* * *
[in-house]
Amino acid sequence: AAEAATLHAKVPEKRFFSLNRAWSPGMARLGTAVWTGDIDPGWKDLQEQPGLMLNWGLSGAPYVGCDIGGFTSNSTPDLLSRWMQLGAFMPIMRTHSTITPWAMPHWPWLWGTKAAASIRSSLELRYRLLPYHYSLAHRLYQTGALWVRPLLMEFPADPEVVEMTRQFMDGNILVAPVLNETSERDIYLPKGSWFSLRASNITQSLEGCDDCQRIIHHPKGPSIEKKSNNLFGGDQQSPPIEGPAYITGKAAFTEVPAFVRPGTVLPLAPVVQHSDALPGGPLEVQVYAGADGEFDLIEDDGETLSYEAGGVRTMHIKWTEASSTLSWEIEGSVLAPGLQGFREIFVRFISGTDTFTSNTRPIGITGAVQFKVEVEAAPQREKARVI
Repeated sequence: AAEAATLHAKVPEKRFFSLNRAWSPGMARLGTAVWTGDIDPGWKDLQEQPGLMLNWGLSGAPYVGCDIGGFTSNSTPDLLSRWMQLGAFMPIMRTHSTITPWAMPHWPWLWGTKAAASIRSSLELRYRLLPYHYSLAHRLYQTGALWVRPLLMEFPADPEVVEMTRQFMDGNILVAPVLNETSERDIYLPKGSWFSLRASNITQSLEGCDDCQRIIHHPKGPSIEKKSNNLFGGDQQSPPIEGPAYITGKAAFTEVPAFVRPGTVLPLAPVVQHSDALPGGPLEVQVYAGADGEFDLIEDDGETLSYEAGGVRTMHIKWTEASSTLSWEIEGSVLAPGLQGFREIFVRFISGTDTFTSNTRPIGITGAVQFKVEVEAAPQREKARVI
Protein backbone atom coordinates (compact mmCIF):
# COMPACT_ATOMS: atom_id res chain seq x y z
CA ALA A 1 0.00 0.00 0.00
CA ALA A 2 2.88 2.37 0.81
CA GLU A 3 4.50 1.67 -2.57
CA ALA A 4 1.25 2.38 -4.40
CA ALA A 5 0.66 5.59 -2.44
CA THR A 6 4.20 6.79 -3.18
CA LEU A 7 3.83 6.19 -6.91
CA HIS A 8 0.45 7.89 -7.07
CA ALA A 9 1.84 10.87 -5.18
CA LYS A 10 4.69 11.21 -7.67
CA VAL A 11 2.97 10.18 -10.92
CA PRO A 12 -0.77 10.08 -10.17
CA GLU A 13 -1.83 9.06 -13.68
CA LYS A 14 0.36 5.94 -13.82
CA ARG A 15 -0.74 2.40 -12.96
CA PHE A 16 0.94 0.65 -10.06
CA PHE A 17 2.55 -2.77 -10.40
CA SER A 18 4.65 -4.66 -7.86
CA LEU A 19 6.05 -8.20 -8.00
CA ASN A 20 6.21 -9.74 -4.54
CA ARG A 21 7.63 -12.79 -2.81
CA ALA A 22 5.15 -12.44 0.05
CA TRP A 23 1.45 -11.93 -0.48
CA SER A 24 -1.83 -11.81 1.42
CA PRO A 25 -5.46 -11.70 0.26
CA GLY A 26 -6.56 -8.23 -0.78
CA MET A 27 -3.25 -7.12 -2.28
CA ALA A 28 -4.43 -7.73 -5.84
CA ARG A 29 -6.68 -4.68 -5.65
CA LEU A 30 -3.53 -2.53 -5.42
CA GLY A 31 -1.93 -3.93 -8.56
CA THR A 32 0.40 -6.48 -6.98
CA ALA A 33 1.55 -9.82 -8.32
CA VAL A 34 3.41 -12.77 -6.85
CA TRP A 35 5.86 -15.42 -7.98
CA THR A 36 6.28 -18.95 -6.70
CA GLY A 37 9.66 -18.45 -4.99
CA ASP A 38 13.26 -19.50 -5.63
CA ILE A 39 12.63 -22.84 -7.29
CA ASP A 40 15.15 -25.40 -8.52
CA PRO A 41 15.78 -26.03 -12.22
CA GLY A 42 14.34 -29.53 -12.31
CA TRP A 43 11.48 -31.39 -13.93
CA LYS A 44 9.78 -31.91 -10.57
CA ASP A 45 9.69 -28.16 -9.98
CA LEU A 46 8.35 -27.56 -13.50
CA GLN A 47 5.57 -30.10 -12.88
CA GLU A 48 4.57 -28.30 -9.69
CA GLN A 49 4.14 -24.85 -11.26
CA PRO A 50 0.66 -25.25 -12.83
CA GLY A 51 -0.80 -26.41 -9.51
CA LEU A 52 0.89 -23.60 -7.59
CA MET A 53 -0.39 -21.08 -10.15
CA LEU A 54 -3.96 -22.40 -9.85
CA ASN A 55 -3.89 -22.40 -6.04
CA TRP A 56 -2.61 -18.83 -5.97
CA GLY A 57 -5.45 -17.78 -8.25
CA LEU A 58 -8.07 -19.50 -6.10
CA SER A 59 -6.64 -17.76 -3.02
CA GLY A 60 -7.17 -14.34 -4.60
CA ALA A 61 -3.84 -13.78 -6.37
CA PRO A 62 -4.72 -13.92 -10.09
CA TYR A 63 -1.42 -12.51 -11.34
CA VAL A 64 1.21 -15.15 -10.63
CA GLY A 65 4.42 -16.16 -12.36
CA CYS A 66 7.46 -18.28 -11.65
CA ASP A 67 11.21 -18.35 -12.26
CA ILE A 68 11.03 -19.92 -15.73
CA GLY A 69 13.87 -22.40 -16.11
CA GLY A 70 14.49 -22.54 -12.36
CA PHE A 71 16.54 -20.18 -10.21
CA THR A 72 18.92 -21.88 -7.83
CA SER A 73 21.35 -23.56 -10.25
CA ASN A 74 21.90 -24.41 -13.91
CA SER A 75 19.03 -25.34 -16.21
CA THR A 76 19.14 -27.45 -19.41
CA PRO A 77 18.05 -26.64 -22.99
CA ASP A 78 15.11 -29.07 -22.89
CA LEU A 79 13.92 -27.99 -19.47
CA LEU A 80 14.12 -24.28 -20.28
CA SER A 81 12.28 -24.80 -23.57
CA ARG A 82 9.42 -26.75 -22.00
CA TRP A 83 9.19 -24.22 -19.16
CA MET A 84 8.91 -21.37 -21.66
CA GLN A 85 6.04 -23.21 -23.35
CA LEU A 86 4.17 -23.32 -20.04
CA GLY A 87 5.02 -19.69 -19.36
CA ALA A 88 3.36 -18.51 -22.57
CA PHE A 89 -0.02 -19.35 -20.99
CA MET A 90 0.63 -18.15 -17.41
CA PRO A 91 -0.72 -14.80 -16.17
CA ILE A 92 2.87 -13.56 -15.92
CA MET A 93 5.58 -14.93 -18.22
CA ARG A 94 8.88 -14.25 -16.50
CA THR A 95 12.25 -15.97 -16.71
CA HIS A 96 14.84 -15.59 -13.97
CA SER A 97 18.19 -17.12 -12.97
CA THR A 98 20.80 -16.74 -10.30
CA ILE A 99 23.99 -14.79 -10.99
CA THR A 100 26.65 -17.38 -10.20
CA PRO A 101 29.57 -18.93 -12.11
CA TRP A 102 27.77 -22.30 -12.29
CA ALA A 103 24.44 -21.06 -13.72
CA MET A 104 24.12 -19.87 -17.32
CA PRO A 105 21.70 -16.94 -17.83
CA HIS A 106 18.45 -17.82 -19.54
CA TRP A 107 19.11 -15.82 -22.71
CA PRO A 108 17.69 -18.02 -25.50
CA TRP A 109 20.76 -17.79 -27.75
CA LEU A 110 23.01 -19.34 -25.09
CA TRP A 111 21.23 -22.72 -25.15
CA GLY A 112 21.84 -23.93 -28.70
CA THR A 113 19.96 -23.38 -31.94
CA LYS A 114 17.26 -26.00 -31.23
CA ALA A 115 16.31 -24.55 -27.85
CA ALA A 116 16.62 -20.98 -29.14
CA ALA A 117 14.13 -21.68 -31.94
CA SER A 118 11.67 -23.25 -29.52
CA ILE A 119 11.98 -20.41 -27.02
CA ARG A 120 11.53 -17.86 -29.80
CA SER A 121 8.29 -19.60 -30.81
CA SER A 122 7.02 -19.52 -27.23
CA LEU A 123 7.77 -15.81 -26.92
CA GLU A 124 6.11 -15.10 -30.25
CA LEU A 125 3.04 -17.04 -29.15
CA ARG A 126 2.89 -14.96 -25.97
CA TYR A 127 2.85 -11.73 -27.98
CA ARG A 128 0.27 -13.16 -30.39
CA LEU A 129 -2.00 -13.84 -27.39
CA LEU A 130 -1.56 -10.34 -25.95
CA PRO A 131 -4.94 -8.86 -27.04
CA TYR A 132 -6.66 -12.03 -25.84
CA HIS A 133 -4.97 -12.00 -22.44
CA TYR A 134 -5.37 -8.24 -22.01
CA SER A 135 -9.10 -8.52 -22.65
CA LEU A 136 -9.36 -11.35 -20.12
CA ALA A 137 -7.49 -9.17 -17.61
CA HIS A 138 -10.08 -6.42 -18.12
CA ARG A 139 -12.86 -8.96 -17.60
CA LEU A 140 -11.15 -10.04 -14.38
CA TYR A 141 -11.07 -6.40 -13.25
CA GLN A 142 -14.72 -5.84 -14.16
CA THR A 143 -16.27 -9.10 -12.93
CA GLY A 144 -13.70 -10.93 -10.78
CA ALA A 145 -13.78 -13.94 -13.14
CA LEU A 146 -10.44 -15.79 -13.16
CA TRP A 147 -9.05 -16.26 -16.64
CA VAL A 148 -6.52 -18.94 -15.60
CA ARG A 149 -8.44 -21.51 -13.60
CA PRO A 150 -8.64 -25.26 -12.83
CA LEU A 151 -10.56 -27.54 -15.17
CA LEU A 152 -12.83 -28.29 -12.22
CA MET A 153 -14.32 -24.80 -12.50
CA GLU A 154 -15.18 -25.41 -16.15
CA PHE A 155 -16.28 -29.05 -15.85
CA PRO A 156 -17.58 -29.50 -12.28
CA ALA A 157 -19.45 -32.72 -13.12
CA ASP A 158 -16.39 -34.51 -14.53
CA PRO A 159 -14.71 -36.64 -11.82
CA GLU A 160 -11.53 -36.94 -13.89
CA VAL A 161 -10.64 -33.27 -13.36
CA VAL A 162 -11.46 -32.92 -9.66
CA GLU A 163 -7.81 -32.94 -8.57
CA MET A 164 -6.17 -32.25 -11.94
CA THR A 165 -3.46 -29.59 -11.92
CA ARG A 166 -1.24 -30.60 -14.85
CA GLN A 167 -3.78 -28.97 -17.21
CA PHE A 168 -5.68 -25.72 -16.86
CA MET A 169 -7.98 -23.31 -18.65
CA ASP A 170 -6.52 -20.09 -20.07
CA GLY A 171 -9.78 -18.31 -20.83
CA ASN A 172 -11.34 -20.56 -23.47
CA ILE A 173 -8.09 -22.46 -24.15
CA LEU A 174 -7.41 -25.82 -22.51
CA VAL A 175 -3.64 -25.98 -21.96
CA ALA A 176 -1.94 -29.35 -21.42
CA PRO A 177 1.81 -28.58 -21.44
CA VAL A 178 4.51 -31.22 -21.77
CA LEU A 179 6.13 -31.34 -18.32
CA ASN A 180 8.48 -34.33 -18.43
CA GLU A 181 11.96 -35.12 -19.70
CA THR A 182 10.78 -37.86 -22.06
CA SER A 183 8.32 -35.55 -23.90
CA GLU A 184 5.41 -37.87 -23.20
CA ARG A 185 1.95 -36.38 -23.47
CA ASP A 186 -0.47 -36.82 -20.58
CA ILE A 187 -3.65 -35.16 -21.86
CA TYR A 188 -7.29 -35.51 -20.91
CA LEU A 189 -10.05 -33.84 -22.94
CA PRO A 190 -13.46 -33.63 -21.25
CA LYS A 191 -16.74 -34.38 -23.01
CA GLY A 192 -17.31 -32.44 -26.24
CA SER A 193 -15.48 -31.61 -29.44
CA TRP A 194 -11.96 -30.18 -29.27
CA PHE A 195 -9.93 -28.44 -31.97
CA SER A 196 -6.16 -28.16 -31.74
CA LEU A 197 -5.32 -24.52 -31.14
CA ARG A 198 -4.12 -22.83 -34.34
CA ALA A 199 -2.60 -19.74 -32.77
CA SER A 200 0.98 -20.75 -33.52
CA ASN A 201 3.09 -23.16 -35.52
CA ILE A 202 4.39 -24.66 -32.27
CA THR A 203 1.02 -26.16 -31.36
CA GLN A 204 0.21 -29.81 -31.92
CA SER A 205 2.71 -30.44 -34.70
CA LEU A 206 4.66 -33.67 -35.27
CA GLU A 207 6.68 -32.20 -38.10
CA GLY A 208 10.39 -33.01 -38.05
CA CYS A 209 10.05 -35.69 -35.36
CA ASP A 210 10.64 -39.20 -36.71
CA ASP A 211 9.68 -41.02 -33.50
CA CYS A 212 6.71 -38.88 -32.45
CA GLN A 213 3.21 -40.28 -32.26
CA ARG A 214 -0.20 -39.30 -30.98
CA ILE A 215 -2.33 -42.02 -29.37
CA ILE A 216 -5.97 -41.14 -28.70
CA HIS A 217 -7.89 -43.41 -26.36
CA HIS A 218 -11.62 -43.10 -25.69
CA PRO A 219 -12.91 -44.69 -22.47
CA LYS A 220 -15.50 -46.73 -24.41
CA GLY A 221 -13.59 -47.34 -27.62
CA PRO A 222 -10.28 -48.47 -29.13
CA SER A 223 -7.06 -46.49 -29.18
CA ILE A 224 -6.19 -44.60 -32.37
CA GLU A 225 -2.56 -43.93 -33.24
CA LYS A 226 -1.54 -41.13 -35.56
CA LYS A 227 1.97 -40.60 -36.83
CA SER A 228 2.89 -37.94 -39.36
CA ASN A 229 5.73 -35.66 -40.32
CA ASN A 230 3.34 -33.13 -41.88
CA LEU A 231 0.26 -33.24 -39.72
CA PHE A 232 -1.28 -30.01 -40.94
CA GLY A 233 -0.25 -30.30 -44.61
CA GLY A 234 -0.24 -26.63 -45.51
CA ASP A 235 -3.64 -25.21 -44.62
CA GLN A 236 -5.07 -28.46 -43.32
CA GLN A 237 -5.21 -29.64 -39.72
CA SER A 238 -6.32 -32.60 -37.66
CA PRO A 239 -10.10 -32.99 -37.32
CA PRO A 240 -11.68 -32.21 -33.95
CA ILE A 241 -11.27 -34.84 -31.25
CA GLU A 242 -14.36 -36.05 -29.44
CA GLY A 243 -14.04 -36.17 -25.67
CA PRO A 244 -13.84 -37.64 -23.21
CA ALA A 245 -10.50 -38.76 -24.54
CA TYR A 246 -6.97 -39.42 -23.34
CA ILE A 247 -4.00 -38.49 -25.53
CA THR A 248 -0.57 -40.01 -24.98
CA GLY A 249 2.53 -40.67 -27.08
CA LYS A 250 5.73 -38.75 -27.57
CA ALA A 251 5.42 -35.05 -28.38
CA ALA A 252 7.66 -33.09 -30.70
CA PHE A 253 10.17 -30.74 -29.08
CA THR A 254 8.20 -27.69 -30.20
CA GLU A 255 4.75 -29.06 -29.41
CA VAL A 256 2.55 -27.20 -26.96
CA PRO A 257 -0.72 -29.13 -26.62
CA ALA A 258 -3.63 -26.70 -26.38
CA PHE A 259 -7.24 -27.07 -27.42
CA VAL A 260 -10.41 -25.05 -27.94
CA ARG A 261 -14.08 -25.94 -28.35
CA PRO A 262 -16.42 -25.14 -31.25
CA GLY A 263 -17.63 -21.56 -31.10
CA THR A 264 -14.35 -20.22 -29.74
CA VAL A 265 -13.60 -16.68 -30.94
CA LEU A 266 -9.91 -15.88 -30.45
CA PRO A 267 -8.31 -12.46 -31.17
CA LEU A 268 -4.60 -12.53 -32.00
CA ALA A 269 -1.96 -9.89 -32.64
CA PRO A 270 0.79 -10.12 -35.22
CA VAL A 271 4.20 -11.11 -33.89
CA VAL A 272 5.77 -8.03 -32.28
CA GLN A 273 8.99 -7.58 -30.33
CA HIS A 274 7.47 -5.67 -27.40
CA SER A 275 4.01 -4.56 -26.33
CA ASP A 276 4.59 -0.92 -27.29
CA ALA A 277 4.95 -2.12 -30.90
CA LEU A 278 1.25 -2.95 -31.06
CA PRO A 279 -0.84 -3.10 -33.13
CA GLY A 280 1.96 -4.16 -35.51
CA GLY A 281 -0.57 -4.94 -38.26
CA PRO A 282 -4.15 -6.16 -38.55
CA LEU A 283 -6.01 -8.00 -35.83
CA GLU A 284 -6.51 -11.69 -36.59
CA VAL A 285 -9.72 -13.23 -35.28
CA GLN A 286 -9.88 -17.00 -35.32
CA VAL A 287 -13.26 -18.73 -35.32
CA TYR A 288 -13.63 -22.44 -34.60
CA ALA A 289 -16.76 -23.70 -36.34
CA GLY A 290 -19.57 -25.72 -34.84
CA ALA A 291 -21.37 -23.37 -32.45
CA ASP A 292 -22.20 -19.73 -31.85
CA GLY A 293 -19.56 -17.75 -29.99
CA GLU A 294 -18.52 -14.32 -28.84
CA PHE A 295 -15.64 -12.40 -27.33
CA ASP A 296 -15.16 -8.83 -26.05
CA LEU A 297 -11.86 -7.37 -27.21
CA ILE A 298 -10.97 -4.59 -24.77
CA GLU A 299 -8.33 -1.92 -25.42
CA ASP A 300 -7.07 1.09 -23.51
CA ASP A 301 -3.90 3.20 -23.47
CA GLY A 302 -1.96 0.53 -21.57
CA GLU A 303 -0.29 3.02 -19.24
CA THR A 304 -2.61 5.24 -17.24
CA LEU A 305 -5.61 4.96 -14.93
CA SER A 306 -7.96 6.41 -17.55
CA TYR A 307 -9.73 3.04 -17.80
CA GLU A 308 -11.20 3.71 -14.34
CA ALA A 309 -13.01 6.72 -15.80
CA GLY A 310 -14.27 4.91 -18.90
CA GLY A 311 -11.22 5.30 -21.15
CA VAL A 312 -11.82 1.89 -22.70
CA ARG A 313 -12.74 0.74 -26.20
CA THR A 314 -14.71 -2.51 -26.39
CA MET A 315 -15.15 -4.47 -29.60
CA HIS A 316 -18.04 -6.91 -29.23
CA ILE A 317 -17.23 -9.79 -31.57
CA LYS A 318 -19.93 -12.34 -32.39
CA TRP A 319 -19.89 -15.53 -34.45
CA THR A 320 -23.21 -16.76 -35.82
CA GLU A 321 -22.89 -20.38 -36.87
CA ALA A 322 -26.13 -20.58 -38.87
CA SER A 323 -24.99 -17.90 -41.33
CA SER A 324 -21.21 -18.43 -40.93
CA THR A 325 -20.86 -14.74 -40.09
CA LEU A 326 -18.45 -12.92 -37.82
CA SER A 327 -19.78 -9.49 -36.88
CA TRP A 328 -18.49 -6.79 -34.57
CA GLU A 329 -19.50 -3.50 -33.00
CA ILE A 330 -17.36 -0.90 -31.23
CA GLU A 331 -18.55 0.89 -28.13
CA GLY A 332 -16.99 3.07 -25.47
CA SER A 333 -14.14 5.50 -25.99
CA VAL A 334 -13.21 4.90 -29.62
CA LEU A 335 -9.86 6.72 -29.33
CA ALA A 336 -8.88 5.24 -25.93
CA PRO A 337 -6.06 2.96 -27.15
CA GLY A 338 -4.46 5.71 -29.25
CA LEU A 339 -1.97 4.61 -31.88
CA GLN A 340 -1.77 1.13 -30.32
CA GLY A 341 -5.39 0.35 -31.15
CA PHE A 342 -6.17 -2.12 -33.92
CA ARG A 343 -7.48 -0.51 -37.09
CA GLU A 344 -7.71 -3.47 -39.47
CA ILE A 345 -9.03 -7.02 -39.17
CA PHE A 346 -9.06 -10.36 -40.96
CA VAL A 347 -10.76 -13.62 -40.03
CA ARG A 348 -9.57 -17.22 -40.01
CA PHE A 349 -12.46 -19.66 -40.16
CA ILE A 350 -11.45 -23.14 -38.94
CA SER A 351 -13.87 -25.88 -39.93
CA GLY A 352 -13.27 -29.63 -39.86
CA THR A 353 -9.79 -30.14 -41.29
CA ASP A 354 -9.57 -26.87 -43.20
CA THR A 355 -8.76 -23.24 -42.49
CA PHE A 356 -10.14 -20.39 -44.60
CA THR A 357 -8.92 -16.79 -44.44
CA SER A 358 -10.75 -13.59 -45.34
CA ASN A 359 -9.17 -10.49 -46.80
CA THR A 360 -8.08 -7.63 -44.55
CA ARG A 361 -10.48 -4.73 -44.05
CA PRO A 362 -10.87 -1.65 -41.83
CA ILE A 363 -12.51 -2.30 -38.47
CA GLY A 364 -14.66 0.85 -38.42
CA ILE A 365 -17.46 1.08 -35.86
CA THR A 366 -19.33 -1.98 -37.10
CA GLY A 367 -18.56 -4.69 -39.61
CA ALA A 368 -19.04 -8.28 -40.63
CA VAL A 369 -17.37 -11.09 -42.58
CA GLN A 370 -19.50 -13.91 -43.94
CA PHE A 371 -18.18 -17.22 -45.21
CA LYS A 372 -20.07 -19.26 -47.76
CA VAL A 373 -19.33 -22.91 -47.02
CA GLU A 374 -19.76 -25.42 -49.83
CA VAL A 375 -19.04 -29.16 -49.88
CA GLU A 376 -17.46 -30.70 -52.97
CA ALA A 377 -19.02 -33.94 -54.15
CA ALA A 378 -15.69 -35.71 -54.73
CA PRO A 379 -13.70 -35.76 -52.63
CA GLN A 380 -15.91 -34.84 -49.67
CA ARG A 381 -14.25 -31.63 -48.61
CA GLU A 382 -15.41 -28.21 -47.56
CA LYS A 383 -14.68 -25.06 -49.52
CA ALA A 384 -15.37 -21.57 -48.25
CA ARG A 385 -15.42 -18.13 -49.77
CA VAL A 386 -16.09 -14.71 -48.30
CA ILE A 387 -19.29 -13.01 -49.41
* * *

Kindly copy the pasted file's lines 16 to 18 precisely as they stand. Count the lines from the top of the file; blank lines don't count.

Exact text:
CA VAL A 11 2.97 10.18 -10.92
CA PRO A 12 -0.77 10.08 -10.17
CA GLU A 13 -1.83 9.06 -13.68